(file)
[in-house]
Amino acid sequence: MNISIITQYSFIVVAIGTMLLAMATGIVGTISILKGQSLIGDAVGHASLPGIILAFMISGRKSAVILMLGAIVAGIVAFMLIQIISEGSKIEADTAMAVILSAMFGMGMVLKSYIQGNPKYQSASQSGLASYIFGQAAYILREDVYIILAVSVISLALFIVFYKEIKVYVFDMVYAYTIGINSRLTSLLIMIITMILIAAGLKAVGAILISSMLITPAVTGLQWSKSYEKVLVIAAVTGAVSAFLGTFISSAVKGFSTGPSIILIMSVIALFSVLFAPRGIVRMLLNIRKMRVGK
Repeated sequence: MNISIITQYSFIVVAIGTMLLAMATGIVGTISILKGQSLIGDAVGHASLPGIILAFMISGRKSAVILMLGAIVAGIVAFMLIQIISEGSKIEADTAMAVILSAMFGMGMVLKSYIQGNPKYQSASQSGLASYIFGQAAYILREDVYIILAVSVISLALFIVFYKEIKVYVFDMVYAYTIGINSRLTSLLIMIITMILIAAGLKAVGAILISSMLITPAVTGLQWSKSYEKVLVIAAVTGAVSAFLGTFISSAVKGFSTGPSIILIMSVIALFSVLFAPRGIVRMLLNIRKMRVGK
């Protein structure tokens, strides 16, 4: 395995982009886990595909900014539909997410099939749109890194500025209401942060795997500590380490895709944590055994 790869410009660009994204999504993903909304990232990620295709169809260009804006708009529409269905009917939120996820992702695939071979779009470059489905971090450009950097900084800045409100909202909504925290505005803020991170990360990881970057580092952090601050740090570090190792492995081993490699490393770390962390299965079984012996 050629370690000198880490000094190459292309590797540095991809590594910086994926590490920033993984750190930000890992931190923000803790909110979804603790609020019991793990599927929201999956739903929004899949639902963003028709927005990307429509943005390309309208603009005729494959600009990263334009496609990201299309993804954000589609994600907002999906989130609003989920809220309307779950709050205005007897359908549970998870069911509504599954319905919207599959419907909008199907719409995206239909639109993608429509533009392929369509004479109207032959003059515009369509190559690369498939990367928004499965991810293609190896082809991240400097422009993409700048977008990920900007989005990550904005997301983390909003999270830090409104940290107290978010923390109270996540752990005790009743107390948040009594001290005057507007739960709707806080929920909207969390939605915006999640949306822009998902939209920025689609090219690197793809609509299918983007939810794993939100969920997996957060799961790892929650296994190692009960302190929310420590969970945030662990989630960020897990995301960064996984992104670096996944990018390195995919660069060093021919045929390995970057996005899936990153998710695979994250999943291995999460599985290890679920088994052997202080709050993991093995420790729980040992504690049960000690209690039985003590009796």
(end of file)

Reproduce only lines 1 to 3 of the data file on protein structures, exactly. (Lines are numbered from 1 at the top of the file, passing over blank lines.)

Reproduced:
[in-house]
Amino acid sequence: MNISIITQYSFIVVAIGTMLLAMATGIVGTISILKGQSLIGDAVGHASLPGIILAFMISGRKSAVILMLGAIVAGIVAFMLIQIISEGSKIEADTAMAVILSAMFGMGMVLKSYIQGNPKYQSASQSGLASYIFGQAAYILREDVYIILAVSVISLALFIVFYKEIKVYVFDMVYAYTIGINSRLTSLLIMIITMILIAAGLKAVGAILISSMLITPAVTGLQWSKSYEKVLVIAAVTGAVSAFLGTFISSAVKGFSTGPSIILIMSVIALFSVLFAPRGIVRMLLNIRKMRVGK
Repeated sequence: MNISIITQYSFIVVAIGTMLLAMATGIVGTISILKGQSLIGDAVGHASLPGIILAFMISGRKSAVILMLGAIVAGIVAFMLIQIISEGSKIEADTAMAVILSAMFGMGMVLKSYIQGNPKYQSASQSGLASYIFGQAAYILREDVYIILAVSVISLALFIVFYKEIKVYVFDMVYAYTIGINSRLTSLLIMIITMILIAAGLKAVGAILISSMLITPAVTGLQWSKSYEKVLVIAAVTGAVSAFLGTFISSAVKGFSTGPSIILIMSVIALFSVLFAPRGIVRMLLNIRKMRVGK